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Bilateral international migration flow estimates for 200 countries (1990-1995 to 2010-2015)

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posted on 04.08.2020 by Guy Abel, Joel E. Cohen
Version Details

Update of estimates of international migration flows from Abel & Cohen (2019) based on newly published International Migrant Stock (IMS2019) data inputs by the United Nations and the most recent WPP (WPP2019).

Also includes a correction for the treatment of Serbia, Montenegro, Sudan and South Sudan as separate countries prior to 2005. During 1990-1995, 1995-2000 and 2000-2005 periods there are now 198 countries, where the old three letter alpha numeric codes for Serbia and Montenegro (SCG) and Sudan (SUD) are used. The combination of these countries follows their representation in United Nations migrant stock data. In periods after 2000-2005 there are 200 countries, where Serbia, Montenegro, Sudan and South Sudan are separate (as in the paper and previous versions). A description of the changes in the estimates can be found here.

See Version 1 (link above) for estimates presented in the paper, based on WPP2017 and IMS2017.

Data Details

Row for each migration corridor - period combination (198 origins x 198 destinations x 3 periods + 200 origins x 200 destinations x 2 periods = 197,612).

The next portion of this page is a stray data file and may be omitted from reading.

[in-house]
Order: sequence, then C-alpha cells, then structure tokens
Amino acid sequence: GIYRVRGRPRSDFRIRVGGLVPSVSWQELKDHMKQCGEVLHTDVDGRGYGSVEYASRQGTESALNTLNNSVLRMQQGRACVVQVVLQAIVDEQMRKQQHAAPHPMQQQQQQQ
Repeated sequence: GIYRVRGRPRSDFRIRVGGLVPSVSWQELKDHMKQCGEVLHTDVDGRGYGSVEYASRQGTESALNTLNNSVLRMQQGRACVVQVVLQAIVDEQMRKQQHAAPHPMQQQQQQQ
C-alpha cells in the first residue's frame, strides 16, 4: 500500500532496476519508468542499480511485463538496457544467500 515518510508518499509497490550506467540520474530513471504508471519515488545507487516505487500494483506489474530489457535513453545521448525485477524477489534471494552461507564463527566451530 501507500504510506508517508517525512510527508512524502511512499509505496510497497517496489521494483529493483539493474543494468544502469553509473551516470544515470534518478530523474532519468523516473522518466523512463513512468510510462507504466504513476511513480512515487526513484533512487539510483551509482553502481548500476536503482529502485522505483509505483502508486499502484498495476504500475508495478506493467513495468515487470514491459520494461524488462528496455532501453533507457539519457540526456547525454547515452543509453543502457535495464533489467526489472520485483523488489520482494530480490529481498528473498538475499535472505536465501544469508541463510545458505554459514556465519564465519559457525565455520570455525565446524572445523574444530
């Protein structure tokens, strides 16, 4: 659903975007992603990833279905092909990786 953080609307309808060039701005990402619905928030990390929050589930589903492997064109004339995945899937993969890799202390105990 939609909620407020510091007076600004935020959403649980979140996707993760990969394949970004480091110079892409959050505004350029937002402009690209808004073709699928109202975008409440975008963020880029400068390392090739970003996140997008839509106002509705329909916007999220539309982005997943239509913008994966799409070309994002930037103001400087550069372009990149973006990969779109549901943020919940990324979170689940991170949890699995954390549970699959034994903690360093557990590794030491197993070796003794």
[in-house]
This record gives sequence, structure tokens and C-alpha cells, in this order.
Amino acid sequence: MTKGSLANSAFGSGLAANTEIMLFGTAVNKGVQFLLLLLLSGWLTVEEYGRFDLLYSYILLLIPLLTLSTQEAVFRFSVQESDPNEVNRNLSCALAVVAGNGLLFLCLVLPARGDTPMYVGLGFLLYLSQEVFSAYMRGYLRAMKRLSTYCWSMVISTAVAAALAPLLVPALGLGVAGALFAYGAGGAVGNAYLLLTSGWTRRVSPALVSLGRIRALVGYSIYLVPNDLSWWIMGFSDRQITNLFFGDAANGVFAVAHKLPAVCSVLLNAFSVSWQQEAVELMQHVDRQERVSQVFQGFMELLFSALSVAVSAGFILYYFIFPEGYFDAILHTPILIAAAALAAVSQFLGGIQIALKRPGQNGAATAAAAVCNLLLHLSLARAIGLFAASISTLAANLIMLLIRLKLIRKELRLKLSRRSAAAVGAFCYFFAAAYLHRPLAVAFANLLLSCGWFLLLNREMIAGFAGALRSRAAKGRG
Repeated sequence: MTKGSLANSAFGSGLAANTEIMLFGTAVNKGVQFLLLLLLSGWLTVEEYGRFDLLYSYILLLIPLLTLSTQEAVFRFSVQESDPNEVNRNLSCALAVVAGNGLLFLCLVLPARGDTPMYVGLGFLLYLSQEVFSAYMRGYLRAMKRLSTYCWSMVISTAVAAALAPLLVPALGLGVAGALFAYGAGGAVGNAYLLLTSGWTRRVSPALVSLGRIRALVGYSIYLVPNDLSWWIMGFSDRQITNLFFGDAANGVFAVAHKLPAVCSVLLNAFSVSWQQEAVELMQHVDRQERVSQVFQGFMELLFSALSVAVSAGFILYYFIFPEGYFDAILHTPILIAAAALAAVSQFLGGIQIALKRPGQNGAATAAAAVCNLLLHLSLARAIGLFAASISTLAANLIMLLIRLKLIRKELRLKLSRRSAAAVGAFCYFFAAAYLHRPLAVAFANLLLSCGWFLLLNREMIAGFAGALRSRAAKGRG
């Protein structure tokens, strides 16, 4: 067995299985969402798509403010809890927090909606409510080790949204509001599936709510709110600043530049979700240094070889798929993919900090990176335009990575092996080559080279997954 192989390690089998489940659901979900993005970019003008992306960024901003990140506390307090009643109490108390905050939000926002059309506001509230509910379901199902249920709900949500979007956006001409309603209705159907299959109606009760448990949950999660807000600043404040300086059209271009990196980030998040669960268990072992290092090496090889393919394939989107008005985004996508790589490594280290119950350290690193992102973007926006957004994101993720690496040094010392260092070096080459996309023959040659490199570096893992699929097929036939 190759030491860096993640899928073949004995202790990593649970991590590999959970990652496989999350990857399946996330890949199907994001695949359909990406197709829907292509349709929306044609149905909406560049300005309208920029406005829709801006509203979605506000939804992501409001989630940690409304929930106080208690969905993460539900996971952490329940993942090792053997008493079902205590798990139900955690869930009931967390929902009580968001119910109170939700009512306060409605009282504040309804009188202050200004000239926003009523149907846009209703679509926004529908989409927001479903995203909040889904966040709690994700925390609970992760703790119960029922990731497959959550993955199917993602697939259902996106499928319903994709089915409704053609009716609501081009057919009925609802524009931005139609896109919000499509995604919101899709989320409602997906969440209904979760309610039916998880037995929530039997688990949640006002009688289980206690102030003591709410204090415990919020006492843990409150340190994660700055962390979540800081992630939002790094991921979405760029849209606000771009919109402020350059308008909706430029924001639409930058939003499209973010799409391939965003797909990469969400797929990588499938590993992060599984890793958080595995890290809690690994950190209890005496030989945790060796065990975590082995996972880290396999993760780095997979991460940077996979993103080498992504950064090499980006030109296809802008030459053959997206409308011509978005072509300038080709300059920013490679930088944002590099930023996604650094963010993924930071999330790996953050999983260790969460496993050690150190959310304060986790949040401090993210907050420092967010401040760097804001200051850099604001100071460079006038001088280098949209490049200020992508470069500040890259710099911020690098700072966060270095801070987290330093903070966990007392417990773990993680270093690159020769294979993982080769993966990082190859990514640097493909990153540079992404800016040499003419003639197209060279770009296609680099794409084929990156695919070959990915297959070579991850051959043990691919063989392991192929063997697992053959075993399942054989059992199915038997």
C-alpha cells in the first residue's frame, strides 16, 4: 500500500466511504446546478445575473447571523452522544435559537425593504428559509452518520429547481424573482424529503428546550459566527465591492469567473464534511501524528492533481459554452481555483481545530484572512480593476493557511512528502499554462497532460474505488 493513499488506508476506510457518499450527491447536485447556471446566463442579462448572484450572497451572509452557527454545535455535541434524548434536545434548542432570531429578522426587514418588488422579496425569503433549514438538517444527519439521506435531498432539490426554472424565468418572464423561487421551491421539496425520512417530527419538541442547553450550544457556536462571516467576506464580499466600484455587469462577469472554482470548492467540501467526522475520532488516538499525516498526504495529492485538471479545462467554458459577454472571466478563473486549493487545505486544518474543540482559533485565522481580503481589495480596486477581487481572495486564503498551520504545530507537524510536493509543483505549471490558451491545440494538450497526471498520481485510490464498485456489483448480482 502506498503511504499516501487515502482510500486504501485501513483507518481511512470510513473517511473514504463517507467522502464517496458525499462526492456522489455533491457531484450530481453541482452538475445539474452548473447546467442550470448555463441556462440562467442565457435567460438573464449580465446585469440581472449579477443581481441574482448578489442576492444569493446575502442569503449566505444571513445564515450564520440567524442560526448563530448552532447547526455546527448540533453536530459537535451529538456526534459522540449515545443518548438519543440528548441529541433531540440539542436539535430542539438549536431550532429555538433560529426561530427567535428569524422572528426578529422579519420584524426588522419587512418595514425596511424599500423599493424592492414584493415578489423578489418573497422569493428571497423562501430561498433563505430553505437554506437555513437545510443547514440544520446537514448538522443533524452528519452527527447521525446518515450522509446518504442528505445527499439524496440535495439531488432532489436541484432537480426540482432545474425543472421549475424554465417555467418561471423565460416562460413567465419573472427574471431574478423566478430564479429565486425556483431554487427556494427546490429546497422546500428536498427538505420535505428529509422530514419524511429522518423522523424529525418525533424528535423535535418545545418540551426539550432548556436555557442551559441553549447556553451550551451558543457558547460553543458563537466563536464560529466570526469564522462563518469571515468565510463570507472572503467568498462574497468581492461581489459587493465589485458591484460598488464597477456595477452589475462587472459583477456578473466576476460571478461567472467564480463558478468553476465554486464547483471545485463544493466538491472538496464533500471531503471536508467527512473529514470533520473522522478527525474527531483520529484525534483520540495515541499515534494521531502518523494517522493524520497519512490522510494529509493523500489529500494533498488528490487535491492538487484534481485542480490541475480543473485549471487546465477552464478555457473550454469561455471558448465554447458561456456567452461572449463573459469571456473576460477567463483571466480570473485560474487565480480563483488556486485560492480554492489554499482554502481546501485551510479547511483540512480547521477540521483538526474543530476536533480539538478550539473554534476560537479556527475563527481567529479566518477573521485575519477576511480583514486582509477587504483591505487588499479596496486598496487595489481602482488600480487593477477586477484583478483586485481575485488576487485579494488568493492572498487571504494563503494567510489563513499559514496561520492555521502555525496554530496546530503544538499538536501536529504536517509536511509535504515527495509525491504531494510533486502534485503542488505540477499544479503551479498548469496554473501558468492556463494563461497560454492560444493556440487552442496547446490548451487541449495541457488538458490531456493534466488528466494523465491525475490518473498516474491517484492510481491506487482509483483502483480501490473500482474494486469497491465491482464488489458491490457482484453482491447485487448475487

year0 - first year of five year period
orig - origin ISO three letter country code
dest - destination ISO three letter country

Columns for estimates based on the following migration flow estimation methods:

Stock Differencing Approaches:


sd_drop_neg - see for example Beine, M., Docquier, F., & Özden, Ç. (2011). Diasporas. Journal of Development Economics, 95(1), 30–41. https://doi.org/10.1016/j.jdeveco.2009.11.004

sd_rev_neg - see for example Beine, M., & Parsons, C. R. (2015). Climatic Factors as Determinants of International Migration. The Scandinavian Journal of Economics, 117(2), 723–767. https://doi.org/10.1111/sjoe.12098

Migration Rate Approach:

mig_rate - see Dennett, A. (2016). Estimating an Annual Time Series of Global Migration Flows - An Alternative Methodology for Using Migrant Stock Data. In Global Dynamics (pp. 125–142). Chichester, UK: John Wiley & Sons, Ltd. https://doi.org/10.1002/9781118937464.ch7

Demographic Accounting Approaches:

da_min_open - see Abel, G. J. (2013). Estimating global migration flow tables using place of birth data. Demographic Research, 28(March), 505–546. https://doi.org/10.4054/DemRes.2013.28.18

da_min_closed - see Abel, G. J. (2018). Estimates of Global Bilateral Migration Flows by Gender between 1960 and 2015. International Migration Review, (Fall), imre.12327. https://doi.org/10.1111/imre.12327

da_pb_closed - see Azose, J. J., & Raftery, A. E. (2018). Estimation of emigration, return migration, and transit migration between all pairs of countries. Proceedings of the National Academy of Sciences, 201722334. https://doi.org/10.1073/PNAS.1722334116

Funding

National Science Foundation of China funding research fund for International Young Scientists (Grant Agreement Number: 41650110483).

U.S. National Science Foundation grant DMS-1225529

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